My family is from Ireland and there’s always been a strong musical base around the house.  My dad was always singing or listening to traditional Celtic music which is very fiery.  Even now there’s a strong musical vibe in my family.  I thought I wanted to play drums when I was a kid, I was obsessed with Peter Criss and I’d slam things around trying to simulate his drum solos.  I had a bunch of friends who were playing drums and guitar and they said they needed a bassist but I really wasn’t interested.  But then my two guitar player buddies played me “Number of the Beast” from Iron Maiden and it was just the fantasy element mixed with Steve Harris on the bass and his fieriness, fronting a band playing bass like that.  I was completely blown away and I listened to it from a bass players perspective and decided that it was what I wanted to do.  I sat down and learned every Iron Maiden song on bass and begged my parents for a bass.  I just thought he was very innovative and gutsy and I thought, hey, why’s attractive to be slightly under-doggy.

So then how did that lead you to the upright bass?

I just got so extreme with the bass guitar.  I was getting into Stanley Gordon and Billy Sheehan and Eddie Van Halen was a huge influence on me even though he’s not a bassist.  Anybody who’s kind of innovative, I remember falling in love with Bobby McPheren, everyone remembers “Don’t Worry Be Happy” but that was just a novelty to him, he was brilliant.  He has piece of music that will make you cry, just seriously beautiful stuff.  I was just attracted to anything that was innovative or cutting edge.  I got into the mystical and mysterious side of things.  When Eddie Van Halen first started becoming more popular people would constantly question whether his playing was tricks on tape or him actually playing.  The only frontier left for me as a diehard bassist was to pick up the upright bass and I really pushed that along.  I tried to work out everything I had worked out on the bass guitar.  I’m not sure anyone really owns the upright bass, it’s a beast.  I don’t  know if people realize, they are sometimes surprised when they see it live, like in Pusher, the sound effects in the middle are the me playing the bass with a bow.  A lot of times people think it’s the guitar.  I’ve even read reviews of us where they are completely going off about the guitar playing and it’s actually the bass.  People have also called me a cellist, people that make a living writing.  I think that’s what drove me to do the blog.  I’m not here to point a finger but I’d like to bring the consciousness back.   Elvis Presley had an upright bassist before the bass guitar was even created yet everyone refers to the bass guitar as the “normal” bass, it’s only fifty some odd years old.  There’s only four instruments in the strings family – the upright bass, the cello, the violin, and the viola and kids don’t even know that.  I’m just a little taken back by that stuff.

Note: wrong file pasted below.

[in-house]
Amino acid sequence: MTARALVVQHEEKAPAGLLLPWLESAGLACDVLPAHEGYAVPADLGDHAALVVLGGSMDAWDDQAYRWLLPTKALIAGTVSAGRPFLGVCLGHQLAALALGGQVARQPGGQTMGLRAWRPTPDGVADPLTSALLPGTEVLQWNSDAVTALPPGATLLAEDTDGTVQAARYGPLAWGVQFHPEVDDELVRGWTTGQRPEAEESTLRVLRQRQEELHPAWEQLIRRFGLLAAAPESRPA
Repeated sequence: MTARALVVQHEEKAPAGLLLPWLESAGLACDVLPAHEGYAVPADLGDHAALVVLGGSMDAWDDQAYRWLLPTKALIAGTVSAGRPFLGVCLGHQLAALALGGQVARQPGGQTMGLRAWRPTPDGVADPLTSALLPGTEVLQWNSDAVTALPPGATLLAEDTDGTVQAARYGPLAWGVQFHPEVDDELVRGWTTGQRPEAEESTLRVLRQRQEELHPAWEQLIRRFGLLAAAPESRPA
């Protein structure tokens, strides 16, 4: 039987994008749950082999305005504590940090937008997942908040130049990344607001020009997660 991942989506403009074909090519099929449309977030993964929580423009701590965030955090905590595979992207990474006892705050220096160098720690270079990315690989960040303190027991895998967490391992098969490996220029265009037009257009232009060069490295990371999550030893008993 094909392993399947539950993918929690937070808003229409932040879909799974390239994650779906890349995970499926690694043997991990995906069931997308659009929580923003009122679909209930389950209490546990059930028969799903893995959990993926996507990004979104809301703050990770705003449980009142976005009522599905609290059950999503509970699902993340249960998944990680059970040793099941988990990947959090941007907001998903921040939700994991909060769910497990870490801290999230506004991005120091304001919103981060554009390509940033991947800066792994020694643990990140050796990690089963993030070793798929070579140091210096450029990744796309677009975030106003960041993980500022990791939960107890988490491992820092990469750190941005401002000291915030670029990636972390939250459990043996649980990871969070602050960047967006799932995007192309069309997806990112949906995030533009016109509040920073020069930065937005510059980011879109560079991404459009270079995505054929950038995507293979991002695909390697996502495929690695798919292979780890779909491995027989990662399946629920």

There seem to be a lot of rich layers in a lot of the songs, is there any concern about pulling those off live?

There’s really nothing missing live.    A lot of the stuff I pull off on the bass with delays and wah wahs tends to sound very full.  It may sound like more is going on than just one instrument.  In a trio we’re all forced to max out our abilities and it may be a bit more raw.

So I read that the name of the band actually came from a nickname you picked up in high school, can you tell us about that?

It’s really simple, my last name is Wyse and even though it’s spelled with a Y it’s pronounced Wise and they use to ask me if I was the Wise Owl or if they didn’t like me maybe the Not So Wise Owl.  I particularly remember pulling Wise potato chips out of my KISS lunch box and they’d ask me if I was the Wise Owl because the logo was an owl…and if you think about it..Owl is a way cooler nickname than potato chips.


For more on Owl visit their MySpace page